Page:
As soon as someone says “poetry” what do you think of? Until recently, I made an exasperated sound and would do anything I could to not read poetry. All I knew about poetry was from what I was taught in high school: I just didn’t “get it.” That almost swore me off poetry forever, but I have since learned that there is more to poetry than what old white dead guys think about the world. Because poetry is so much more than what you and I have been taught.
Poetry has been an underused medium to tell a story but this is in the process of changing. The poetry collections listed here have changed how I saw poetry as a genre, a way of learning, and exploring myself and my emotions. Reading through these poems and collections, I felt as though I had written them all myself because the author just got me. Poetry has come full circle.
Long Way Down by Jason Reynolds
A novel in verse, Jason Reynold’s Long Way Down tells the story of the meaning of revenge and letting the ghosts of your past go. Reynolds is a fantastic author, whether writing in prose or verse, and the stories he creates are relevant, hard hitting, and socially critical. Everyone can relate to the main character, Will, and his decision making process during the course of the story. Each poem brings you closer to the brink of decision point and you will be left wondering how Reynolds could have put so much into these poems. Long Way Down will make you want to read more novels in verse (which Ellen Hopkins has plenty to share and they are all great).
The Princess Saves Herself in this One by Amanda Lovelace
If you’ve ever felt as though the fairy tales of old are too full of white knights, then you will love picking up Amanda Lovelace’s debut poetry collection. Full of thought provoking works that you will feel as though you wrote yourself, The Princess Saves Herself in this One is a feminist poetry collection that everyone needs to read. It is about learning how to live with yourself and ensure you are getting the best out of this world because it is what you deserve. This collection is so popular that Lovelace will be releasing two sequels, The Witch Doesn’t Burn in this One in 2018 and The Mermaid’s Voice Returns in this One in 2019. I am eagerly awaiting the release of both.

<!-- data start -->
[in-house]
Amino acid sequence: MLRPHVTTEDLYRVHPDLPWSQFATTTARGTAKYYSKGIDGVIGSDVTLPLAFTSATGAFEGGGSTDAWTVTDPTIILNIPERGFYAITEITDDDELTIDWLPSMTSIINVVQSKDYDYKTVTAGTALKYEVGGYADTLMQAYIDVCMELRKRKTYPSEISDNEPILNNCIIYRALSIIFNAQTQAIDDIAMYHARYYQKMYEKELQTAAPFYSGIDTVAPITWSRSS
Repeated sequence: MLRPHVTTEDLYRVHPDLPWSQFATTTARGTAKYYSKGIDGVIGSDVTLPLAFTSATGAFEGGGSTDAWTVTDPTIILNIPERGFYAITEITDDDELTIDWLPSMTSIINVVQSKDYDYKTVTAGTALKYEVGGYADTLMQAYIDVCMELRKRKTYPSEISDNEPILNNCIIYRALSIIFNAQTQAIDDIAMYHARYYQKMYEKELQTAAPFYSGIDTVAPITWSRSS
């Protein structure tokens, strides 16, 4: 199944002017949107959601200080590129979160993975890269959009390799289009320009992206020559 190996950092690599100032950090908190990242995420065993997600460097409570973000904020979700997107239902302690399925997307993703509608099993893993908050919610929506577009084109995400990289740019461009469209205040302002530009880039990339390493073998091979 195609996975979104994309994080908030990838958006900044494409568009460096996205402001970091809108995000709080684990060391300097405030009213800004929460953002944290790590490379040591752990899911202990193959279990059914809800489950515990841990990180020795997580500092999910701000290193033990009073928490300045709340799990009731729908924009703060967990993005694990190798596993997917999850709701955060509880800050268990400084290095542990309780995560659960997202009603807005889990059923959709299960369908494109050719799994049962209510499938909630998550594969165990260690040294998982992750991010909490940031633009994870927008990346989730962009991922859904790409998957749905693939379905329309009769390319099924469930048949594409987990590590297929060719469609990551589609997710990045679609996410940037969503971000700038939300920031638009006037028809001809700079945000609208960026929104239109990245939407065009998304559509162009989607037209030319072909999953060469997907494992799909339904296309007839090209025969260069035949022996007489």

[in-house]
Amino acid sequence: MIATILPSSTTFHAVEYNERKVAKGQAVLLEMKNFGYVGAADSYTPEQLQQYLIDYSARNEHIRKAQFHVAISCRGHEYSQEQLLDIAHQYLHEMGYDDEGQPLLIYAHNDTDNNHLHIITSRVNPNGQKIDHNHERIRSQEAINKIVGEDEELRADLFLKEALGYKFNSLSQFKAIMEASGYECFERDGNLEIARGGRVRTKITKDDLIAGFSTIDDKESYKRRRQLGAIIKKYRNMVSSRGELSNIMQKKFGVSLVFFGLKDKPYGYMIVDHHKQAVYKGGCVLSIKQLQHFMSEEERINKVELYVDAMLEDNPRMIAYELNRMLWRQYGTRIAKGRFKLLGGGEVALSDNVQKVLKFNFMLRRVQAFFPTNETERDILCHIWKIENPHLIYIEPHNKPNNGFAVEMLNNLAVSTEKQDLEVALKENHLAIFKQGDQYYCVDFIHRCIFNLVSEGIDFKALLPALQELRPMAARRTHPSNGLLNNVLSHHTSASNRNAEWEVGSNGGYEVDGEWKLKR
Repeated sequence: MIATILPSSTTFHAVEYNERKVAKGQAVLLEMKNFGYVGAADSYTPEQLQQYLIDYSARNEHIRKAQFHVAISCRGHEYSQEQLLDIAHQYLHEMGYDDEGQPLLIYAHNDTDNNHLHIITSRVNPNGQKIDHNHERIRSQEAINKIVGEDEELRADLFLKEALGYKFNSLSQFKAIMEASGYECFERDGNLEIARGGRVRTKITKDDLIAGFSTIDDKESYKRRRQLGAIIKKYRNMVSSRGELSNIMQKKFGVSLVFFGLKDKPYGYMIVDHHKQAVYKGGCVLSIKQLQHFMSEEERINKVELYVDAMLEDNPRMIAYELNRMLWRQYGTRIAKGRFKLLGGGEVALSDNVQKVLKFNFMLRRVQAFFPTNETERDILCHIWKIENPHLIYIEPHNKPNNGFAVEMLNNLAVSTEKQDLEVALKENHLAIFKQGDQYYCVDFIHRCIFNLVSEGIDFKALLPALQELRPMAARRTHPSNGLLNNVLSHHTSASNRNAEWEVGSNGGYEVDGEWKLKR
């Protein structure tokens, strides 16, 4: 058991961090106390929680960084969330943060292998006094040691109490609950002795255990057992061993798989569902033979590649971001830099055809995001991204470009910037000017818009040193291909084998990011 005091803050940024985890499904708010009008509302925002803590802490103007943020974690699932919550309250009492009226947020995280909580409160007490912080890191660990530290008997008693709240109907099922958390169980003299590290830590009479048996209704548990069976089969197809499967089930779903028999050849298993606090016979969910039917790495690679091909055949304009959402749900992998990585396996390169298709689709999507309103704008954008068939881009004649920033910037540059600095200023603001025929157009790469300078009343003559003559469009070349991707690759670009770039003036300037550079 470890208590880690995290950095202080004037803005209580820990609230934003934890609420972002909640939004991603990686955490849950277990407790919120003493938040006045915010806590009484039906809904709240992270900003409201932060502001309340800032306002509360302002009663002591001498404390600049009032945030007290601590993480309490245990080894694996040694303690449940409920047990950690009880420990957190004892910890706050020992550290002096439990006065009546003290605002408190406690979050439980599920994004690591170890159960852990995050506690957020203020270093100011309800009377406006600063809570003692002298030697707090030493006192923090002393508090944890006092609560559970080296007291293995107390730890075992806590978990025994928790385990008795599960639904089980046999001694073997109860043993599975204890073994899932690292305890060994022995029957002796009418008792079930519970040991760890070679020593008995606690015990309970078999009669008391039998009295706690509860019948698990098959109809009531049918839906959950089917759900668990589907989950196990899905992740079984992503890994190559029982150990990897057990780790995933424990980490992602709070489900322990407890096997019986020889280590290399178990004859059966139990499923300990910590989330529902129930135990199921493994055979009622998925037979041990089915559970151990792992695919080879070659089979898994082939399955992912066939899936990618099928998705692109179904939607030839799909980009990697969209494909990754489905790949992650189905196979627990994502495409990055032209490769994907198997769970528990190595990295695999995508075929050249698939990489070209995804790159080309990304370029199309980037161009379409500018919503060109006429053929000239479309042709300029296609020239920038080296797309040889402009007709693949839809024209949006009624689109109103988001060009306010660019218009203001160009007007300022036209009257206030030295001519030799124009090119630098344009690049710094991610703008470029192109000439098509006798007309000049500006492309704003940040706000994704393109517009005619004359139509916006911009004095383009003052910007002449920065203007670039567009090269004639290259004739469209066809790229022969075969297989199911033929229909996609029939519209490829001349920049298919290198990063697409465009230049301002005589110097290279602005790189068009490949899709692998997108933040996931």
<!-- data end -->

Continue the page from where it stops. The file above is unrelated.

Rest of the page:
Street Love by Walter Dean Myers
Another novel in verse, Street Love is a retelling of Shakespeare’s Romeo and Juliet. It focuses on Damien and Junice and how they come together to fall in love. What Walter Dean Myers does so perfectly is keep the lyrical aspect flowing while creating subtle hints about the behind-the-scenes so the reader can fill in their own gaps while still wanting to devour more of the story. You will forget you are reading poetry as you settle into Street Love.
The Sun and Her Flowers by Rupi Kaur
What would a list of fantastic poetry collections be without Rupi Kaur. Following up to the New York Times bestselling collection Milk and Honey, The Sun and Her Flowers depicts growth and healing after losing bits of yourself. These poems aren’t your typical “English Class” poems: included are illustrations relevant to the poems, giving it an artsy feel and keeping you within the pages. Some of the best poetry I’ve ever read and connected to, Rupi Kaur’s collections include poems everyone should read.
Love Her Wild by Atticus
Atticus is an Instagram sensation. But this should not take away from Love Her Wild, which is truly a fantastic collection of poetry. Divided into three parts, Love, Her, and Wild, the poems depict the tiniest moments of love as though they are the most extravagant things to happen to us. Reading these poems will have you thinking about that person you made eye contact with on the bus once – or the love of your life.
The Magic My Body Becomes by Jess Rizkallah
The Magic My Body Becomes will make you critique what you consider to be “Arab” and “American” and how these two interconnect. The poems depict a generational divide between being a Lebanese-American with Rizkallah toeing the line between both, but never feeling as though she is enough of either. An insightful read that will allow all to understand the world that Rizkallah lives in – and make you want to live there as well.
Ordinary Beast by Nicole Sealy
Listed on NPR’s Poetry to Pay Attention to in 2017, Ordinary Beast lives up to all the hype surrounding it. Sealy’s poems depict race relations in America through a voice that gives us clarity, understanding, and hope. The poems are so real and vulnerable that you instantly connect with them. Some have such an impact, I had to stop and take a few deep breaths before continuing onward. If there is one collection of poetry that you purchase off this list, please let it be Ordinary Beast.